Review Summary: Brothers and their father joining hands that make a chain
There is no overstating just how important 2000’s Brave New World has become, not just to Iron Maiden’s legacy but also to heavy metal in general. The album saw the return of guitarist Adrian Smith and lead singer Bruce Dickinson after years away from the band and proved to be commercially successful with songs like “The Wicker Man” and “Blood Brothers” since becoming live staples. It seemed to be an inspiration on multiple fronts, setting a standard for other old-timers to follow with their own comebacks and inspiring a new generation of younger listeners to explore classic metal. In its own way, I wager that Brave New World has become just as influential as the beloved 80s relics that it was hearkening back to.
What’s funny about this revitalization is how Brave New World’s musical template really isn’t that different from the two efforts that Maiden had released in the late 90s with Blaze Bayley on vocals. The overall atmosphere is rooted in the brooding melancholy seen on 1995’s The X Factor and the sci-fi touches of 1998’s Virtual XI with the songs carrying out a similar mix of upbeat anthems and progressive excursions. Rumor has it that “The Mercenary” and “Dream of Mirrors” were allegedly being written when Blaze was still in the band, and their structures make the assertions incredibly believable.
I think the musicianship is what makes this album so endearing compared to those efforts, placating old school listeners with name recognition while also trying out new ideas. This was the first effort to feature their now iconic triple guitar attack as Smith works alongside Dave Murray and Janick Gers to craft layers of interweaving harmonies and gallops that are intricate without getting too dense. Dickinson’s approach has also changed over time; the days of his ear-splitting siren are long gone, but the wizened wail that he picked up during his solo career is utilized with world-weary yet commanding conviction. And like every other Maiden album, Steve Harris’ bass playing is the clanky glue that holds it all together.
It also helps that the songs are just awesomely written and executed. Despite starting off with a riff pulled straight from Judas Priest’s “Running Wild,” “The Wicker Man” is a vibrant opener that plays like a 2000s answer to “Two Minutes to Midnight” as it effortlessly flows from its blazing verses to the chugging, chanted chorus. “The Mercenary” and “The Fallen Angel” subsequently channel this attack with equally engaging results while other tracks like “Ghost of the Navigator” and “Out of the Silent Planet” are played with life-affirming fervor. On the flip side, the title track and “Blood Brothers” carry out their anthemic hooks with somber overcasts while “Dream of Mirrors” and “The Nomad” do well as the album’s token epics. I especially love the Seventh Son lyrical callbacks on “Dream of Mirrors.”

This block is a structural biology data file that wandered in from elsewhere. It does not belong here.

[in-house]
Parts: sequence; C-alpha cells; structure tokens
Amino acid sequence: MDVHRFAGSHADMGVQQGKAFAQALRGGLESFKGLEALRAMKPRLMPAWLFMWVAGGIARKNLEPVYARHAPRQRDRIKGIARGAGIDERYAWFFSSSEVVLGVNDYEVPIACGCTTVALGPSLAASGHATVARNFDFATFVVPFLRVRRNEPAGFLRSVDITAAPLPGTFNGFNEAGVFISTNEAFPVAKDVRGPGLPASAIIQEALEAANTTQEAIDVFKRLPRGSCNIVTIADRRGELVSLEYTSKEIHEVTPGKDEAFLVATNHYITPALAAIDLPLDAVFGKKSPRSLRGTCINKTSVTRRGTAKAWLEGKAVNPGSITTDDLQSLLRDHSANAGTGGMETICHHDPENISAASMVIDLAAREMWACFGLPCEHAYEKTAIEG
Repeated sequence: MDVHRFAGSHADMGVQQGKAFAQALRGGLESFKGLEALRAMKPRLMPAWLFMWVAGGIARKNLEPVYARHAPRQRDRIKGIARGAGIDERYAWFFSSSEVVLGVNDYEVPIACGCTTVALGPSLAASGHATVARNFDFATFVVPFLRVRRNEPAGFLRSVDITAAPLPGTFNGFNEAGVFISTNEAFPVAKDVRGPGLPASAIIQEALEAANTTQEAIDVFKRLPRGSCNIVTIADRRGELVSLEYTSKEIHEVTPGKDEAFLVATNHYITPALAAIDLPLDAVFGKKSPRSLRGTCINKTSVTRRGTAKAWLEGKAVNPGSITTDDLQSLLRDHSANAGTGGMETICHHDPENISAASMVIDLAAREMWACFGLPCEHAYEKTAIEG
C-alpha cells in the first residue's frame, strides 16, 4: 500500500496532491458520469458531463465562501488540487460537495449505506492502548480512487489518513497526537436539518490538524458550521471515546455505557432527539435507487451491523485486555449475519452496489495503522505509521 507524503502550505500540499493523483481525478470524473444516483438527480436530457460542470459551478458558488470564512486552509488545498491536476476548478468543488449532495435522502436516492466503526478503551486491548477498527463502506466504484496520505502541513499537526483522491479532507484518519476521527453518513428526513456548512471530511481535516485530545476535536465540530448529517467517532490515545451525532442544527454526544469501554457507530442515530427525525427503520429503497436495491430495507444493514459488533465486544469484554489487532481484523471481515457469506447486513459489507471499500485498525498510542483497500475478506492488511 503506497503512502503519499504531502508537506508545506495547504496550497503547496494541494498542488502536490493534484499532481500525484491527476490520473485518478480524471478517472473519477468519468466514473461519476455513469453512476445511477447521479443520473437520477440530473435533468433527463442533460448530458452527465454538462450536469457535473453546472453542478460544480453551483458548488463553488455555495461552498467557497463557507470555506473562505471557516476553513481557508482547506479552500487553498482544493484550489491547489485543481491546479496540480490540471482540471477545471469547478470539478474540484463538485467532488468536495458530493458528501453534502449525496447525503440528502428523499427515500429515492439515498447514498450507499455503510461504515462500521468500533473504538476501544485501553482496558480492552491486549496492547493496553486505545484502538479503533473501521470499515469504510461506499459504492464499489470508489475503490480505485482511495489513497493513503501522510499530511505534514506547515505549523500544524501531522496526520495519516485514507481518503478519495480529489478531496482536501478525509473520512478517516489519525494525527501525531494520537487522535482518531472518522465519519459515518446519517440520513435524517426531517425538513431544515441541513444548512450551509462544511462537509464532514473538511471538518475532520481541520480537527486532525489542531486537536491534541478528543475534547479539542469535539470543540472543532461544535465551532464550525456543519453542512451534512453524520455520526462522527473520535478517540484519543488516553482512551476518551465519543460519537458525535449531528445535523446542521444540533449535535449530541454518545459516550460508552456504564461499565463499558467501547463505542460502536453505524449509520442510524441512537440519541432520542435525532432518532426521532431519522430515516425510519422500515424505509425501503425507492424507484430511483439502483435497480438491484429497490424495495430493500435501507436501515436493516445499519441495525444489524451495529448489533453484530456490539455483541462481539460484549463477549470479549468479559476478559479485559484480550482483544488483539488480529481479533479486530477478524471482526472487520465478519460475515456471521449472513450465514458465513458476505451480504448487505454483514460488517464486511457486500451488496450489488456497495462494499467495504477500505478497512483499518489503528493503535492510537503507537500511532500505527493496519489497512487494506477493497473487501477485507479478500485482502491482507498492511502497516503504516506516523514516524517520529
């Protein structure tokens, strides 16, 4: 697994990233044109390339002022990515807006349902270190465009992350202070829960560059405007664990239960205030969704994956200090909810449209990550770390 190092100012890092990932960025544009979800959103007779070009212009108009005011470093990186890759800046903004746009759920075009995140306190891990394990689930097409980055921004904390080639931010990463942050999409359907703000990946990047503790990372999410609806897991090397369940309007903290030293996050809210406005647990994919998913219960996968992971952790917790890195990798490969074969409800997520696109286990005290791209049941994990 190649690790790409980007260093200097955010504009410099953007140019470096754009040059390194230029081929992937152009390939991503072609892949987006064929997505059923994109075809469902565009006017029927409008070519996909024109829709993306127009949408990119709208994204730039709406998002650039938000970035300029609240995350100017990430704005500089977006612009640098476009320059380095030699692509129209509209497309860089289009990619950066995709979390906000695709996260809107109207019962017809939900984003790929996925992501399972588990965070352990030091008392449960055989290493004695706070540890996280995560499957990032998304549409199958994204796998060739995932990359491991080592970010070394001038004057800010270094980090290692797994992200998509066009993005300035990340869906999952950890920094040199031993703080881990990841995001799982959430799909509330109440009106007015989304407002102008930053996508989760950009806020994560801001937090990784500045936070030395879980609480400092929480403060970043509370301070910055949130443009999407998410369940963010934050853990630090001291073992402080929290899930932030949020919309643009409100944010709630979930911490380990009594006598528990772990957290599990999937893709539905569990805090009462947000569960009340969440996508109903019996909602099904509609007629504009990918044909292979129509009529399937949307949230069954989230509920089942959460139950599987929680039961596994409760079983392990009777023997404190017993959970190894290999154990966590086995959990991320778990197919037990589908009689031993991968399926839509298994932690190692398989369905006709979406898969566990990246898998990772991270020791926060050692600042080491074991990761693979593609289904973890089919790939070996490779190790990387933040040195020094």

But for everything that Brave New World has going for it, I must admit that it isn’t an entirely perfect album. Its hour and seven-minute-long runtime can be cause for concern, and the reliance on chanting one-line choruses can get rather repetitive. This album was also the band’s first collaboration with producer Kevin Shirley, whose raw, muddy touch has become a point of contention on subsequent releases. That said, I find myself unbothered by these factors; the songs don’t really wear out their welcomes due to the efficiently varied pacing, and the production reinforces the aged, earthy vibe that comes with the reunion. These factors would be more pronounced issues with some of the albums that came in its wake, but this one still feels fresh twenty years later.
While Brave New World isn’t the greatest Iron Maiden album ever, it is the first of the era that millennials such as myself have come to identify as ‘my’ Iron Maiden. I imagine it was a joy for old fans to see the band come out strong after a decade of uncertainty, but it was just as enjoyable for those of us who weren’t there during their glory days. The expanded lineup brought life to their familiar formula, and their signature blend of hooky, complex songwriting is given extra pathos that could only come with focused experience. This is the Iron Maiden that I have come to be nostalgic for, and seeing “The Wicker Man” performed in concert gave me the same exhilaration that others get from “The Trooper.” It is a true testament to their enduring legacy, and a reminder of no matter how old a band gets, an album with the right circumstances behind it can help shape a generation.
“The Wicker Man”
“Ghost of the Navigator”
“Dream of Mirrors”
“The Fallen Angel”
Originally published at Indy Metal Vault